Published January 20, 2017
While new President Donald Trump was laying out a short version of his agenda in an inaugural speech, his communications team was busy rewriting the White House website with a slew of new objectives including scrapping environmental regulations it claims kill jobs.
Among the commitments was immediate elimination of the Climate Action Plan and the Waters of the U.S. rule, two administrative regulations Trump’s predecessor, President Obama, considered environmental safeguards. Team Trump deemed them “harmful and unnecessary policies” that hurt the economy and said so on the official Whitehouse.gov website.
“Lifting these restrictions will greatly help American workers, increasing wages by more than $30 billion over the next 7 years,” the website now states.
Trump made clear his administration will seek energy independence for the U.S. by giving a shot in the arm to the oil and gas industries, a platform plank he touted during his successful campaign against Democrat Hillary Clinton.
“We must take advantage of the estimated $50 trillion in untapped shale, oil, and natural gas reserves, especially those on federal lands that the American people own,” the freshly updated site now states. “We will use the revenues from energy production to rebuild our roads, schools, bridges and public infrastructure.”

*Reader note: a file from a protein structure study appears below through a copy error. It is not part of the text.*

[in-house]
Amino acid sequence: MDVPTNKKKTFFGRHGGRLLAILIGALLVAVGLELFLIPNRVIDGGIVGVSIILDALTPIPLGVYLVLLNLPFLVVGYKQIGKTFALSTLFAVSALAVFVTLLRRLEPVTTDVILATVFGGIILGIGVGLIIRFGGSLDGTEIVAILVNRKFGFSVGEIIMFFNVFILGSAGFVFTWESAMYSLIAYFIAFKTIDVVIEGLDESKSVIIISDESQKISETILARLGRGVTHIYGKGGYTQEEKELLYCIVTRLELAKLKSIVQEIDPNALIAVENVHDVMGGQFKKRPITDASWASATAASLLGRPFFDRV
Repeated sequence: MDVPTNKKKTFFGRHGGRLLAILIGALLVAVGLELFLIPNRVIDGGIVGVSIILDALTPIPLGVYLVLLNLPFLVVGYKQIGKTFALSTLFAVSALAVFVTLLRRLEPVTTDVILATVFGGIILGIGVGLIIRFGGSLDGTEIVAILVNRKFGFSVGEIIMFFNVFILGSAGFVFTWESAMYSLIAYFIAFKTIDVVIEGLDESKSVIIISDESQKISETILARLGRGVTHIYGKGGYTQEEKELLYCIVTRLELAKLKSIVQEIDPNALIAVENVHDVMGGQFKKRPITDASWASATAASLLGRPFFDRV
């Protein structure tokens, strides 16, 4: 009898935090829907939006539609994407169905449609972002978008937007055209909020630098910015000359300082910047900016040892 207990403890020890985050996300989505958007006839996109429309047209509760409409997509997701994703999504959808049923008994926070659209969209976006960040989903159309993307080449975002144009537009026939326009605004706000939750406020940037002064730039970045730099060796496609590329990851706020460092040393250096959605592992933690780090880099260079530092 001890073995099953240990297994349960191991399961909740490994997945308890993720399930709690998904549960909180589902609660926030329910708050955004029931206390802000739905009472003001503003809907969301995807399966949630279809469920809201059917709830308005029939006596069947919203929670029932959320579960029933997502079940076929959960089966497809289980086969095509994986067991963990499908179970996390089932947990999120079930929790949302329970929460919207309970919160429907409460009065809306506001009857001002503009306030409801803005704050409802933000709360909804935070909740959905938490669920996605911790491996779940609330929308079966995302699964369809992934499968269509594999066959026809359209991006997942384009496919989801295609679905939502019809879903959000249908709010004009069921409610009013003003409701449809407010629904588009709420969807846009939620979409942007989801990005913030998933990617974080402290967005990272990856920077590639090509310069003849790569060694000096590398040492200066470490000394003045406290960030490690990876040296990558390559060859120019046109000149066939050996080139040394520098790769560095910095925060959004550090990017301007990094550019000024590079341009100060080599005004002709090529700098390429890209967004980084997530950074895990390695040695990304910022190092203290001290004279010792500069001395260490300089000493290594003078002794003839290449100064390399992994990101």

The rapid reversal of prior policy drew a sharp rebuke from environmentalists.
"Minutes after he was sworn in, any illusion that Trump would act in the best interests of families in this country as President were wiped away by a statement of priorities that constitute an historic mistake on one of the key crises facing our planet and an assault on public health,” Sierra Club Executive Director Michael Brune said in a statement. “What Trump has released is hardly a plan - it’s a polluter wishlist that will make our air and water dirtier, our climate and international relations more unstable, and our kids sicker. This is a shameful and dark start to Trump’s Presidency, and a slap in the face to any American who thought Trump might pursue the national interest.”
Elsewhere on the official site’s “Issues” section, the new administration spelled out other top priorities, wasting no time in sending a message it plans to aggressively implement the new agenda.
Much of the updated information simply makes official Trump’s campaign promises, but the speed with which they were posted on the site could send a signal to critics and supporters alike that Trump intends to follow through on his agenda.